When officers of the group discuss their efforts to contain commercialization of property in Cheltenham Township, they point indignantly to Old York Road in Abington. They cite that area as their example of what can happen to a residential section when zoning regulations become secondary to monetary gains for the township, and commercialization takes over. It is their creed that Old York Road in Cheltenham will not be a display ground for hamburger stands, used car lots and discount stores. Their intent is to retain the residential quality of the neighborhood along its chief artery as well as within the side streets.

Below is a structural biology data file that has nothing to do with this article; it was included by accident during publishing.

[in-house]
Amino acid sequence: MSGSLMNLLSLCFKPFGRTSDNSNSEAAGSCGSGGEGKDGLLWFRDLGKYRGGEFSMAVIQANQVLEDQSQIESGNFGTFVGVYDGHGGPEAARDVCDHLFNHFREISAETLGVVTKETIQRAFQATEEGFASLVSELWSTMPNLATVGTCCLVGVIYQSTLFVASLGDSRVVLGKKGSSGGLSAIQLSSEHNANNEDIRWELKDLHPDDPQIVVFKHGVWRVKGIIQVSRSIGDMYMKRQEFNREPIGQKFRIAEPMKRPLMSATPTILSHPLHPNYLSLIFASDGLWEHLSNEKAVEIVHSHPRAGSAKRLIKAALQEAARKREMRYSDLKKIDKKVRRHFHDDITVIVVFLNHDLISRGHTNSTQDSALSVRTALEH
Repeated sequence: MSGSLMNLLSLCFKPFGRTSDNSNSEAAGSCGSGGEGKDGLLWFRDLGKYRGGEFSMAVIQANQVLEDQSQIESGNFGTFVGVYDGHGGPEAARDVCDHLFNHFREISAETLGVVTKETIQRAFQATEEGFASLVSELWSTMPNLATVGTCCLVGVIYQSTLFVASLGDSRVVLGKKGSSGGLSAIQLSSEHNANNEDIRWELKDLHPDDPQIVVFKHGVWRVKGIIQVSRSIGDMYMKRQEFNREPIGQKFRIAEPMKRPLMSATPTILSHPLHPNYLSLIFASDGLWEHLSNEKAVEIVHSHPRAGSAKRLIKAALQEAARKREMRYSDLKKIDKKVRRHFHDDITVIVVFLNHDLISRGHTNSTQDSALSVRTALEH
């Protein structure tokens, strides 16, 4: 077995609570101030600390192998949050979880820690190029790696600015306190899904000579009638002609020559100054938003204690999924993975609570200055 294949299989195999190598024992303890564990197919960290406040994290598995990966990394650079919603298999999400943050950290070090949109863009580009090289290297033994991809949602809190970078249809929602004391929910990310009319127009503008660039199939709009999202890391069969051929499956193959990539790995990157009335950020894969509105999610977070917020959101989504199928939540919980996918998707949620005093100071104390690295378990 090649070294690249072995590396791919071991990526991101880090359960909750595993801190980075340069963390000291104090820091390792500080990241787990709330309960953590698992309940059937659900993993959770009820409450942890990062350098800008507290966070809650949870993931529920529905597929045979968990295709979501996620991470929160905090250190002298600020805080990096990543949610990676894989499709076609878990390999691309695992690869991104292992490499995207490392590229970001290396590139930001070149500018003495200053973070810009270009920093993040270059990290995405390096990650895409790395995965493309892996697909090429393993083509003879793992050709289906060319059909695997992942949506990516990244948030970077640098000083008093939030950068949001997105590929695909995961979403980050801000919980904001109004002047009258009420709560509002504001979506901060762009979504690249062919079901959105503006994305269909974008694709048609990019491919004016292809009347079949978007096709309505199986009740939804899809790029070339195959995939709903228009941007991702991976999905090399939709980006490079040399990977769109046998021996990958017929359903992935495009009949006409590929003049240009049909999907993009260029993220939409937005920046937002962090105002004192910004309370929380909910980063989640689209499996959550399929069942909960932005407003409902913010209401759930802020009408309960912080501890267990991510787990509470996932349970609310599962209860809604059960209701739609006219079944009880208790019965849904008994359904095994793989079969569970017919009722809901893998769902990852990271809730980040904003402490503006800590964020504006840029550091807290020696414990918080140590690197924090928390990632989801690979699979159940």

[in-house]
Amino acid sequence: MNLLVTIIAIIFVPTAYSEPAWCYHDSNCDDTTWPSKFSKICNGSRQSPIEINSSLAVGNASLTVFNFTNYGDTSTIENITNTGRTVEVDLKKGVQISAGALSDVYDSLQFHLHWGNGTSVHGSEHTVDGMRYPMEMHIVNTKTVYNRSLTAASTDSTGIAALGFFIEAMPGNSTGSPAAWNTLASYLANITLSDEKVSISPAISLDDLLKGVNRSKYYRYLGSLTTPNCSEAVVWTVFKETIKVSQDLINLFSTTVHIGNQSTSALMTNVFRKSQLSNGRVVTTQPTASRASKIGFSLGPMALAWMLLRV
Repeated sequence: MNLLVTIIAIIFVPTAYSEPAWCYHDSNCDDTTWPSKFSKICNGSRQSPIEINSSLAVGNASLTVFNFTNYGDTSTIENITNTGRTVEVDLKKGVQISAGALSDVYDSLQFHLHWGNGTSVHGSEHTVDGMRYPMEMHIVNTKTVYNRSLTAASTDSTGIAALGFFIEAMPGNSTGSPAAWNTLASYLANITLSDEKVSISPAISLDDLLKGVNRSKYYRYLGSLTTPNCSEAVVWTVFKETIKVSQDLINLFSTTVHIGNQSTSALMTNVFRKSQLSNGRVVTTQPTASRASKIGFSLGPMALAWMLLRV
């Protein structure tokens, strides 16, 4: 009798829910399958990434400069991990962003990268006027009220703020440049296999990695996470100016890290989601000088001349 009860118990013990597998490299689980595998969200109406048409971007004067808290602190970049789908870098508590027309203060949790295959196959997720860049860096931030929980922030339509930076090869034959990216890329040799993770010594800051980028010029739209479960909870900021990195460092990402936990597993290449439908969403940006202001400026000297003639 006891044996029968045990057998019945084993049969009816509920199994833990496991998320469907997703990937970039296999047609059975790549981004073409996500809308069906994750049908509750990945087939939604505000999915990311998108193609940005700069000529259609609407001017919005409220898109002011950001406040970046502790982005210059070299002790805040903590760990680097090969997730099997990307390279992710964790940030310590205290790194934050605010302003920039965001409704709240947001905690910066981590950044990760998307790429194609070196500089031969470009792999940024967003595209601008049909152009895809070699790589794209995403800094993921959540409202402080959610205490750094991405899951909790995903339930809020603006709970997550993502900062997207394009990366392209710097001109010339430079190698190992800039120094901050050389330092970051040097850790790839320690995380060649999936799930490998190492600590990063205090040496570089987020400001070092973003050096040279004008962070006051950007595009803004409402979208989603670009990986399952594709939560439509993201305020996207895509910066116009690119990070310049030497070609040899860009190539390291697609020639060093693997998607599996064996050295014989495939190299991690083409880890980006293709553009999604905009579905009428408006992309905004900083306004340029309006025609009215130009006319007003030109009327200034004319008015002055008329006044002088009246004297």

Robert M. Lam is an energetic and articulate man who has represented Elkins Park on the Township Board of Commissioners for twelve years. As a partner in the real estate firm of Lam and Buchsbaum, his knowledge of township zoning codes is comprehensive for he utilizes it in his business as well as his official responsibilities. Mr. Lam has an interesting ambivalence about the Melrose Park Improvement Association. On one hand, he approves of their purposes, As a township commissioner he, too, is interested in maintaining the quality of the area, so that in many ways the feelings of the Commissioners, the Zoning Board and the Association are in accord. In many respects he feels the group has been a constructive influence because they activate the neighborhood, and if people are not aware of what’s happening, apathy results. His complaint is they have a tendency to overreact and too frequently are negative in their attitude. In addition, he feels they often invade the zoning hearings with arguments against changes that are removed from their immediate area of concern.